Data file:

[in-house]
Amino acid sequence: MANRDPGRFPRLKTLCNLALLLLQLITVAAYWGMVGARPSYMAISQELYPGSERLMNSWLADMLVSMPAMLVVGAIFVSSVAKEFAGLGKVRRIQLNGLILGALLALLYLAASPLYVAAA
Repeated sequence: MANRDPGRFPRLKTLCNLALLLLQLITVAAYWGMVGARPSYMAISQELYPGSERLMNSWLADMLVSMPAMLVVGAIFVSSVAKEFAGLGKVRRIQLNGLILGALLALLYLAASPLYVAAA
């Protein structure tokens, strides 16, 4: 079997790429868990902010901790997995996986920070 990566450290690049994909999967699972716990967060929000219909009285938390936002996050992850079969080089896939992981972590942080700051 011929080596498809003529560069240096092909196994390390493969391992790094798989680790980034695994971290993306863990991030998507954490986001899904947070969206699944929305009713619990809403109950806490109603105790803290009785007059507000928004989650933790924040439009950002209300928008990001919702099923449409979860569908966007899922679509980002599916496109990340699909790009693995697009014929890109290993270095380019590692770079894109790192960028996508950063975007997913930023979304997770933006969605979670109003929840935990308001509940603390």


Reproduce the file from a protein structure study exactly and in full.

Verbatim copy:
[in-house]
Amino acid sequence: MANRDPGRFPRLKTLCNLALLLLQLITVAAYWGMVGARPSYMAISQELYPGSERLMNSWLADMLVSMPAMLVVGAIFVSSVAKEFAGLGKVRRIQLNGLILGALLALLYLAASPLYVAAA
Repeated sequence: MANRDPGRFPRLKTLCNLALLLLQLITVAAYWGMVGARPSYMAISQELYPGSERLMNSWLADMLVSMPAMLVVGAIFVSSVAKEFAGLGKVRRIQLNGLILGALLALLYLAASPLYVAAA
């Protein structure tokens, strides 16, 4: 079997790429868990902010901790997995996986920070 990566450290690049994909999967699972716990967060929000219909009285938390936002996050992850079969080089896939992981972590942080700051 011929080596498809003529560069240096092909196994390390493969391992790094798989680790980034695994971290993306863990991030998507954490986001899904947070969206699944929305009713619990809403109950806490109603105790803290009785007059507000928004989650933790924040439009950002209300928008990001919702099923449409979860569908966007899922679509980002599916496109990340699909790009693995697009014929890109290993270095380019590692770079894109790192960028996508950063975007997913930023979304997770933006969605979670109003929840935990308001509940603390």